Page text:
Integration of acquired immunity into microbial risk assessment for illness incidence is of no doubt essential for the study of susceptibility to illness. In this study, a probabilistic model was set up as dose response for infection and a mathematical derivation was carried out by integrating immunity to obtain probability of illness models. Temporary acquire immunity from epidemiology studies which includes six different Norovirus transmission scenarios such as symptomatic individuals infectious, pre- and post-symptomatic infectiousness (low and high), innate genetic resistance, genogroup 2 type 4 and those with no immune boosting by asymptomatic infection were evaluated. Simulated results on illness inflation factor as a function of dose and exposure indicated that high frequency exposures had immense immunity build up even at high dose levels; hence minimized the probability of illness. Using Norovirus transmission dynamics data, results showed, and immunity included models had a reduction of 2-6 logs of magnitude difference in disease burden for both population and individual probable illness incidence. Additionally, the magnitude order of illness for each dose response remained largely the same for all transmission scenarios; symptomatic infectiousness and no immune boosting after asymptomatic infectiousness also remained the same throughout. With integration of epidemiological data on acquired immunity into the risk assessment, more realistic results were achieved signifying an overestimation of probable risk of illness when epidemiological immunity data are not included. This finding supported the call for rigorous integration of temporary acquired immunity in dose-response in all microbial risk assessments.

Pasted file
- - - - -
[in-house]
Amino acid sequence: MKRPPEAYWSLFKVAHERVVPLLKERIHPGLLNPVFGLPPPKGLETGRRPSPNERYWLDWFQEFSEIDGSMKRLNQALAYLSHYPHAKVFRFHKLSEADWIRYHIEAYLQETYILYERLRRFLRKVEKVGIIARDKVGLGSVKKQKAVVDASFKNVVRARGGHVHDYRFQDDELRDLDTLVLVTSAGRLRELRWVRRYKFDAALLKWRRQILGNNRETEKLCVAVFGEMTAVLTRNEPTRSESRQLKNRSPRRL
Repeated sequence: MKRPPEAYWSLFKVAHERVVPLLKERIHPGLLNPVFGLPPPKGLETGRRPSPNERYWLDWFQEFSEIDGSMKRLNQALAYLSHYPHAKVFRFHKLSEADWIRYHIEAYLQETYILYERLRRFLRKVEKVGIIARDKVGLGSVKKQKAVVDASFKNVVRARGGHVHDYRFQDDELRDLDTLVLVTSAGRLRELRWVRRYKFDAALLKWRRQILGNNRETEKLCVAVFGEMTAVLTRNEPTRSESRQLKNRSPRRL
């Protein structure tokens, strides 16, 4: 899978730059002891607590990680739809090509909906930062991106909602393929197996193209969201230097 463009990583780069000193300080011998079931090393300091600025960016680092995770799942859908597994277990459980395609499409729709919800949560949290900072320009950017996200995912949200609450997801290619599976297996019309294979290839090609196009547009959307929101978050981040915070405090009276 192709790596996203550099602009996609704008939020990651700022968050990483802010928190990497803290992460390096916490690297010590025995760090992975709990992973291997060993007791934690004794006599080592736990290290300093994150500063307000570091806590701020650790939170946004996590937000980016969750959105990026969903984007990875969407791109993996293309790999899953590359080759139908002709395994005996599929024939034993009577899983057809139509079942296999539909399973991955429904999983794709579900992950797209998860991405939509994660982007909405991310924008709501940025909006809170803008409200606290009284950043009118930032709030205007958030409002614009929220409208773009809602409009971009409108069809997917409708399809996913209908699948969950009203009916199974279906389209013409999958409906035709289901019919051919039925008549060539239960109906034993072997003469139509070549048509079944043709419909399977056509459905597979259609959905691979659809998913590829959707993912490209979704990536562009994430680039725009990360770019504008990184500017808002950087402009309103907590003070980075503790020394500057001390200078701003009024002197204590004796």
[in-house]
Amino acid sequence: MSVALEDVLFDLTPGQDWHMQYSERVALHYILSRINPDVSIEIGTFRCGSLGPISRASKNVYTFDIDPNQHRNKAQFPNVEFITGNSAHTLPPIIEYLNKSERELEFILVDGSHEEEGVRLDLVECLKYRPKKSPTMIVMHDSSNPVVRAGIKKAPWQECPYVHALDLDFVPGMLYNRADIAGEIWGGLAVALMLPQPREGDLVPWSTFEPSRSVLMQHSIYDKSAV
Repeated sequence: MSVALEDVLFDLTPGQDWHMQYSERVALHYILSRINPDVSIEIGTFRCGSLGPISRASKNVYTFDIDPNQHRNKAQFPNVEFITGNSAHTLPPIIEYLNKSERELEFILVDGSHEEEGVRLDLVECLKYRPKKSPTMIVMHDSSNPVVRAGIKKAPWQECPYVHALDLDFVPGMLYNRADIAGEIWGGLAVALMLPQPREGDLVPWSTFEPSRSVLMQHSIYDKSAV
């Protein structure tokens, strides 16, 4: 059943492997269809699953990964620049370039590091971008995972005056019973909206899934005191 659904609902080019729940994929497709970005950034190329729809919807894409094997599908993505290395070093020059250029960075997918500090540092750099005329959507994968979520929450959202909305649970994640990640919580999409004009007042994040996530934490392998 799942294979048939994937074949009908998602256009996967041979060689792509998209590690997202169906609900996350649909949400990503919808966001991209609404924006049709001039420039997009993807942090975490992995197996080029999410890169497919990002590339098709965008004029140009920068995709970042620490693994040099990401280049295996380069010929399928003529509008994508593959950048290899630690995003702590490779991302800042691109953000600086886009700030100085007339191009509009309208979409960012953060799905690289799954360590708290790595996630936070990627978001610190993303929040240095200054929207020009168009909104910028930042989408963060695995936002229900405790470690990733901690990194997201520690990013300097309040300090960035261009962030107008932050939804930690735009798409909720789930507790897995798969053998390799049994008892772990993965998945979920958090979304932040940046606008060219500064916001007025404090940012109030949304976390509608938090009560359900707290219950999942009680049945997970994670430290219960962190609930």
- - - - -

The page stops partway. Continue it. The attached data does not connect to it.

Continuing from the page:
- Immunity integrated modeling
- Probabilistic modeling
- Quantitative risk assessment
Owusu-Ansah, E. D-G. J., Barnes, B., Abaidoo, R., Tine, H., Dalsgaard, A., Permin, A., & Schou, T. W. (2019). Probabilistic modeling for an integrated temporary acquired immunity with norovirus epidemiological data. Infectious Disease Modelling, 4, 99-114. https://doi.org/10.1016/j.idm.2019.04.005